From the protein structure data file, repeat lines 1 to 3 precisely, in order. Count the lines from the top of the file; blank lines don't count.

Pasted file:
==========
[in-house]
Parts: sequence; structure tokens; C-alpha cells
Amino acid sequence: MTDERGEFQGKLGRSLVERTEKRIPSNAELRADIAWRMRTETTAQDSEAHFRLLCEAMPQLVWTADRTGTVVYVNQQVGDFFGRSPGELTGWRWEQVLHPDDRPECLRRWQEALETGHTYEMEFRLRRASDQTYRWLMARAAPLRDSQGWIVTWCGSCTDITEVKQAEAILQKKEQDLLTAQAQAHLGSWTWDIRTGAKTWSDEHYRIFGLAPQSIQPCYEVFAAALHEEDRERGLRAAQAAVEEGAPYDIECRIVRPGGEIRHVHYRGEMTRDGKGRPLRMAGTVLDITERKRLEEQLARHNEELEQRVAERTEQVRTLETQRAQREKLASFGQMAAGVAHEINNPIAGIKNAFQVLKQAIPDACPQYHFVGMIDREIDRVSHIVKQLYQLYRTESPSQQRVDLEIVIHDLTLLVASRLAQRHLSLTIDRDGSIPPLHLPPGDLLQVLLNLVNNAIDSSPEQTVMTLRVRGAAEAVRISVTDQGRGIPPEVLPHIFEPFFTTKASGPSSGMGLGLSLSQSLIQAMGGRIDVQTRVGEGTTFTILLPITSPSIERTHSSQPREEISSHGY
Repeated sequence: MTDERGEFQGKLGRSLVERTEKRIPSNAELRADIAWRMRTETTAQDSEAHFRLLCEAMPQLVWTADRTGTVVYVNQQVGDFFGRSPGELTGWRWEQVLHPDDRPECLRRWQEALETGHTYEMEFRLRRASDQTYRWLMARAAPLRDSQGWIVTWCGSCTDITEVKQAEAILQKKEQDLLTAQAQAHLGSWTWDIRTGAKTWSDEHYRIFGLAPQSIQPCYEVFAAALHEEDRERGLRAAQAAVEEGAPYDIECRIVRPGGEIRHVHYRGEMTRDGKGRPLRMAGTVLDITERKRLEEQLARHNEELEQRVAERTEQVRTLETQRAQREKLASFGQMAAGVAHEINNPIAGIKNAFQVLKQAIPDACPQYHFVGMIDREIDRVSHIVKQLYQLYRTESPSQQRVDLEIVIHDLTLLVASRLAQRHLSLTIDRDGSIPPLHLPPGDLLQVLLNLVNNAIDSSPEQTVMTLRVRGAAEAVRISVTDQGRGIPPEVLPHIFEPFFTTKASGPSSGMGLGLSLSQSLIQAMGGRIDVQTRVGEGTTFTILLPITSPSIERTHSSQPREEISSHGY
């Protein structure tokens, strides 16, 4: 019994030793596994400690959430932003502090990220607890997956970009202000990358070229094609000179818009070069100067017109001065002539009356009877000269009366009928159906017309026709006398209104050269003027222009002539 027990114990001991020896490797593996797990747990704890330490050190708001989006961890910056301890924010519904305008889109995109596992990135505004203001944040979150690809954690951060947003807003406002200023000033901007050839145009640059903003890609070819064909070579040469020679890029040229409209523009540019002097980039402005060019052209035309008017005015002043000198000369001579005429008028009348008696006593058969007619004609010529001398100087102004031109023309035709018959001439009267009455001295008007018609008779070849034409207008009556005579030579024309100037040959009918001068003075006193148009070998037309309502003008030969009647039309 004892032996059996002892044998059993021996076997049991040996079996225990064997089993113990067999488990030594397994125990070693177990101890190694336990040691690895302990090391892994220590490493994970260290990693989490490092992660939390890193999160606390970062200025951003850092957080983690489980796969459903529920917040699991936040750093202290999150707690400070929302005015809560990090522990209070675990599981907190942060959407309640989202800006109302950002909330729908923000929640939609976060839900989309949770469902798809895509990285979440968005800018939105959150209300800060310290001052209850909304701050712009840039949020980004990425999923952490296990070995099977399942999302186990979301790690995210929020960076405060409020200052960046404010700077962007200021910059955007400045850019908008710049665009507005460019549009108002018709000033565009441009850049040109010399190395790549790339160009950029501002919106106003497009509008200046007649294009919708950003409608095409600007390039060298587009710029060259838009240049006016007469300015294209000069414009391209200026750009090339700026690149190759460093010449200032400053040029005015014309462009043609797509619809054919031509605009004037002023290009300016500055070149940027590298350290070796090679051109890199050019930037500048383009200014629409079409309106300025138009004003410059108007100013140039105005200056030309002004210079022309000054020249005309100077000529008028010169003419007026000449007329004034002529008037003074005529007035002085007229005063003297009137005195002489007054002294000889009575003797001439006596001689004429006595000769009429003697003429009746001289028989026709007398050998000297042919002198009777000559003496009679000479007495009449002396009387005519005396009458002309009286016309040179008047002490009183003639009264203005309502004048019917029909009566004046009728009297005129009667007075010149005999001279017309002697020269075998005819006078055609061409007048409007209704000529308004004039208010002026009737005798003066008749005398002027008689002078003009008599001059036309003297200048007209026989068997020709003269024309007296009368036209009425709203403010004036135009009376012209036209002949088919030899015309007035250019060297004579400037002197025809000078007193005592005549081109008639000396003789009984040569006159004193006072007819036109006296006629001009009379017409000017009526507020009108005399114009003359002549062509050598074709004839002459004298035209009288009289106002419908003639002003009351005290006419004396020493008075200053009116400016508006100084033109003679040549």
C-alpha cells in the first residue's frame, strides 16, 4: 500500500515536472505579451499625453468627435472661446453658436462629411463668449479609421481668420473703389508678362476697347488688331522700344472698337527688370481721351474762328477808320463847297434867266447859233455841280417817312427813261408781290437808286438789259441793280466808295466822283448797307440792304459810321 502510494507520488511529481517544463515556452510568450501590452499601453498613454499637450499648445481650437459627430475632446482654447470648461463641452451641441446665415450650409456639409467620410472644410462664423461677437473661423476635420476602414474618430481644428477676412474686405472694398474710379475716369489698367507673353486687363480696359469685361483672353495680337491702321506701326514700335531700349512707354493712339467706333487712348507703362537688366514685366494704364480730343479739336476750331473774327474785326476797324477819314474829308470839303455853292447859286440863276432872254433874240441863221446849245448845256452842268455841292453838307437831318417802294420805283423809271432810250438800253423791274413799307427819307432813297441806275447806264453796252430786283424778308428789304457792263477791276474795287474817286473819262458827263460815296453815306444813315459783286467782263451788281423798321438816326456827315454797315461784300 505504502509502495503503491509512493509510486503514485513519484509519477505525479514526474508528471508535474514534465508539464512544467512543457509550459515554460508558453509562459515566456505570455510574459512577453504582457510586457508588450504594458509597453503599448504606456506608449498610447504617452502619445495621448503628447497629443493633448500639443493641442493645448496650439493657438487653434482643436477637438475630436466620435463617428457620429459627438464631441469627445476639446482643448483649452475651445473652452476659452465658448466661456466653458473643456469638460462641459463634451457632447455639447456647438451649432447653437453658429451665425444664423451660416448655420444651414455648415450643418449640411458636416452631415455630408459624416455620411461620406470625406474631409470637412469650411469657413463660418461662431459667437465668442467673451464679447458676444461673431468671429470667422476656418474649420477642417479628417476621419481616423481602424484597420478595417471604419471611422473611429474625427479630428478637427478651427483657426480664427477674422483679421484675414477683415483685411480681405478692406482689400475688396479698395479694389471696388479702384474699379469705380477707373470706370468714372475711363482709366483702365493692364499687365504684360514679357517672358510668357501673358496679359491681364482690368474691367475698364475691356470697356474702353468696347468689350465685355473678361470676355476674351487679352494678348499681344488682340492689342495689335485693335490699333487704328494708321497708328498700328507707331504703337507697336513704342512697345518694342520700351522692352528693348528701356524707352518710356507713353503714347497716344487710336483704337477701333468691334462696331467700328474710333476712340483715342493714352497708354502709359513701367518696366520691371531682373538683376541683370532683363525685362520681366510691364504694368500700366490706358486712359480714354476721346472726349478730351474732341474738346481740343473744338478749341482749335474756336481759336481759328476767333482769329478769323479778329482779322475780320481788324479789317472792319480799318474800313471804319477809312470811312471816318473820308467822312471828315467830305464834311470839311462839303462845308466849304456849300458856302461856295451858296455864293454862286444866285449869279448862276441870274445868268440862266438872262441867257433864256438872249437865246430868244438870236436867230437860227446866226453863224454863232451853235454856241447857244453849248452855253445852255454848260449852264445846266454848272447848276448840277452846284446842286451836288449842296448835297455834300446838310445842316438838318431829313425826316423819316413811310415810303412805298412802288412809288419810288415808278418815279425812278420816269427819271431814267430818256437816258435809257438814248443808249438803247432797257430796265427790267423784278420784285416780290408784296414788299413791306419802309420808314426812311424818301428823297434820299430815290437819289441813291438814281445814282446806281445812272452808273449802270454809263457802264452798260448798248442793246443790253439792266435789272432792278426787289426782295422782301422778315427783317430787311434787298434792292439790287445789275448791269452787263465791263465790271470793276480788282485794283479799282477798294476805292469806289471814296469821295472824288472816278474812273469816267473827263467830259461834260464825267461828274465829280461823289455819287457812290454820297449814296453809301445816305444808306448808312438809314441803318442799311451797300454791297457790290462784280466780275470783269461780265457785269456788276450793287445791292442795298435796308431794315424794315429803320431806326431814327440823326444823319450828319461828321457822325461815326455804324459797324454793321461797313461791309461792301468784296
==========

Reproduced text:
[in-house]
Parts: sequence; structure tokens; C-alpha cells
Amino acid sequence: MTDERGEFQGKLGRSLVERTEKRIPSNAELRADIAWRMRTETTAQDSEAHFRLLCEAMPQLVWTADRTGTVVYVNQQVGDFFGRSPGELTGWRWEQVLHPDDRPECLRRWQEALETGHTYEMEFRLRRASDQTYRWLMARAAPLRDSQGWIVTWCGSCTDITEVKQAEAILQKKEQDLLTAQAQAHLGSWTWDIRTGAKTWSDEHYRIFGLAPQSIQPCYEVFAAALHEEDRERGLRAAQAAVEEGAPYDIECRIVRPGGEIRHVHYRGEMTRDGKGRPLRMAGTVLDITERKRLEEQLARHNEELEQRVAERTEQVRTLETQRAQREKLASFGQMAAGVAHEINNPIAGIKNAFQVLKQAIPDACPQYHFVGMIDREIDRVSHIVKQLYQLYRTESPSQQRVDLEIVIHDLTLLVASRLAQRHLSLTIDRDGSIPPLHLPPGDLLQVLLNLVNNAIDSSPEQTVMTLRVRGAAEAVRISVTDQGRGIPPEVLPHIFEPFFTTKASGPSSGMGLGLSLSQSLIQAMGGRIDVQTRVGEGTTFTILLPITSPSIERTHSSQPREEISSHGY